IT and Business Insights for SMB Solution Providers

Understanding Zero Trust

Channel pros can play a valuable role helping customers sort through policies, procedures, and technologies en route to a comprehensive zero-trust strategy. By Samuel Greengard
Reader ROI: 
ZERO TRUST is security framework that focuses on establishing fine-grained user and data controls.
A ZT MODEL comprises policies and procedures, identity management, network access, and data protection.
CHANNEL PROS who offer guidance around security policies and tools can turn zero trust from concept to reality for customers.

ZERO TRUST (ZT) is a concept that sounds remarkably straightforward. By trusting no one, it’s possible to protect everything, right? Not so fast. Like almost everything else in the world of cybersecurity, it’s complicated. For channel pros, sorting through zero trust and putting a zero-trust framework into motion for customers can be daunting. But with the right tools and solutions, it’s possible to turn zero trust from concept to reality for your customers.

Today the term “zero trust” is much hyped, carries a variety of definitions, and comprises a remarkable array of moving parts and pieces that intersect IT systems and departmental lines. “The complexity of zero trust makes it difficult to understand,” states Robert Boles, president of cybersecurity firm BLOKWORX.

For channel pros, a starting point for navigating zero trust is to understand what it is—and what it isn’t. Zero trust is not a product or technology; it’s a framework. It does not revolve around any single vendor or approach. Although many vendors promote their hardware and software as “zero trust”—and their products address key elements of cybersecurity—they are simply a piece of a very large and complex ecosystem.

Robert Boles

Zero trust revolves around a key concept: An organization trusts only the people, devices, and data it must trust, and it constantly verifies everything that must be trusted. The framework discards the idea that it’s critical to protect a perimeter, and instead focuses on establishing fine-grained user and data controls. It incorporates continuous risk assessment, the ability to understand network and data in context, and the provision of legitimate access to assets from any place and at any time.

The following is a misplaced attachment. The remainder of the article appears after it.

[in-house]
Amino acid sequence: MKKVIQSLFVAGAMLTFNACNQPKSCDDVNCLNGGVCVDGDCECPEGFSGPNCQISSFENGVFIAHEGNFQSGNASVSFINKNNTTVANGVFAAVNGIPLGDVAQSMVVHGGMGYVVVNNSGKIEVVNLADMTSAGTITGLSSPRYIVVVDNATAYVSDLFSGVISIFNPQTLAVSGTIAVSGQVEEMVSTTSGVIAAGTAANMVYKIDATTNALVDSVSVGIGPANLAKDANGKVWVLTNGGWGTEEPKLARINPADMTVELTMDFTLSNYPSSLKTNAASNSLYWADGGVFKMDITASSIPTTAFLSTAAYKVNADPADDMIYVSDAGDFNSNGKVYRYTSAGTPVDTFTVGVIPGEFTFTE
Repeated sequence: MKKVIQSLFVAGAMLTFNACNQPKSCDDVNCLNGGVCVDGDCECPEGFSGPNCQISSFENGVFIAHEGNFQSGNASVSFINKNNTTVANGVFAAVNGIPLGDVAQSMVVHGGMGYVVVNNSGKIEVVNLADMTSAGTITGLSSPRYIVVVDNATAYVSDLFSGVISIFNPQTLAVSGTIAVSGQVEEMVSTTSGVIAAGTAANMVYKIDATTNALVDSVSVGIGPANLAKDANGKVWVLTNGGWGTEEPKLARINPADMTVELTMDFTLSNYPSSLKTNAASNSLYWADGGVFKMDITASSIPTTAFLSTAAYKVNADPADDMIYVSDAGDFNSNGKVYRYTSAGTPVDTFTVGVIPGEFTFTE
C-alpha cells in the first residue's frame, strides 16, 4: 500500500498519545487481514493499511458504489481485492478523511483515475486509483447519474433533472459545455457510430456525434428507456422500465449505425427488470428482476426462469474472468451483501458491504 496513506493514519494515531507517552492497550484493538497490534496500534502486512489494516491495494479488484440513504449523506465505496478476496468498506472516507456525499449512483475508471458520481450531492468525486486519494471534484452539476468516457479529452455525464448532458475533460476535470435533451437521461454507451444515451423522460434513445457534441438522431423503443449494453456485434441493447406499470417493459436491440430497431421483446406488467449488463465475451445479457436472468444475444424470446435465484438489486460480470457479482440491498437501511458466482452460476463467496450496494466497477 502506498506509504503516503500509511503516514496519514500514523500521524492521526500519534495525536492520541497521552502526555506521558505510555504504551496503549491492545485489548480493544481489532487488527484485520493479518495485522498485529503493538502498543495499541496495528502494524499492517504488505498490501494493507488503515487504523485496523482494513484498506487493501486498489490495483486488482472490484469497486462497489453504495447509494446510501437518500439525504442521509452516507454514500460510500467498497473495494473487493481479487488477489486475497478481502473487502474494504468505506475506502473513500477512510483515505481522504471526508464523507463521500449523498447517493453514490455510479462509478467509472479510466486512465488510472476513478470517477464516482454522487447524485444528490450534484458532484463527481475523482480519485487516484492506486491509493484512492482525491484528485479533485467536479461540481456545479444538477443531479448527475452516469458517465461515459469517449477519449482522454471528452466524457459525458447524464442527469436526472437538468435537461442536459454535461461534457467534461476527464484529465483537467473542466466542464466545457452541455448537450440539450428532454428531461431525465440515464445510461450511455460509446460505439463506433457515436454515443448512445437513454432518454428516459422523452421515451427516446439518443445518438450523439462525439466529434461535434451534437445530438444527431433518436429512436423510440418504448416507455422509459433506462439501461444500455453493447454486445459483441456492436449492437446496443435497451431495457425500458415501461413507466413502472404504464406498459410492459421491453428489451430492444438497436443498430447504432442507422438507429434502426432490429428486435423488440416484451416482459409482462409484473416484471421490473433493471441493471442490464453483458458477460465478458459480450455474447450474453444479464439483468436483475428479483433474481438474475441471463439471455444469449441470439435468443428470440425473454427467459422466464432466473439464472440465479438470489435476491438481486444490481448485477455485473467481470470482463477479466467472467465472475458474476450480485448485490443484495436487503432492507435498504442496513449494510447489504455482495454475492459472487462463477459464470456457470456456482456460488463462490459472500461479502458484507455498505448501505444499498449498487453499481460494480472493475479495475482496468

Developing a zero-trust model requires a long-term perspective. “Zero trust is not a destination. It’s a journey that involves constantly reviewing and analyzing an IT framework for appropriate protections and segmentation,” explains Bruce McCully, chief security officer at cybersecurity firm Galactic Advisors. “There are vendors with great tools and technologies for tackling zero trust, but it’s ultimately about people, processes, and continuous monitoring.”

What ZT Looks Like

The origins of zero trust date back to 2009. That’s when former Forrester analyst John Kindervag, now senior vice president at zero-trust managed security provider ON2IT, introduced the idea that all network traffic should fall into the category of “untrusted.” His original model focused on three key components: accessing all resources securely regardless of geography, providing access only as it’s needed, and inspecting and logging all traffic to verify that users are doing what they are supposed to be doing.

Not surprisingly, zero trust has evolved considerably—partly in response to the cloud, mobility, and the Internet of Things. In 2017, Gartner introduced the Continuous Adaptive Risk and Trust Assessment (CARTA) framework, which builds upon the original Forrester zero-trust model. It shifts the focus away from singular security gates to a comprehensive fabric of protection that’s adaptive and depends heavily on context. It relies on analytics to match risks and risk-tolerance to real-world protection and the everyday needs of users.

While ZT is now a mainstream concept, implementation lags. A January 2022 report from Forrester and security firm Illumio, Trusting Zero Trust, found that while more than three-quarters of business leaders recognize the value of ZT, only 6% say their firm’s plan is complete. In fact, only 36% of respondents’ organizations have started to deploy their solutions and 67% face challenges in getting stakeholders to understand and accept ZT.

About the Author

Samuel Greengard's picture

Samuel Greengard, a business and technology writer in West Linn, Ore., is the author of The Internet of Things (MIT Press, 2015) and Virtual Reality (MIT Press, 2019).


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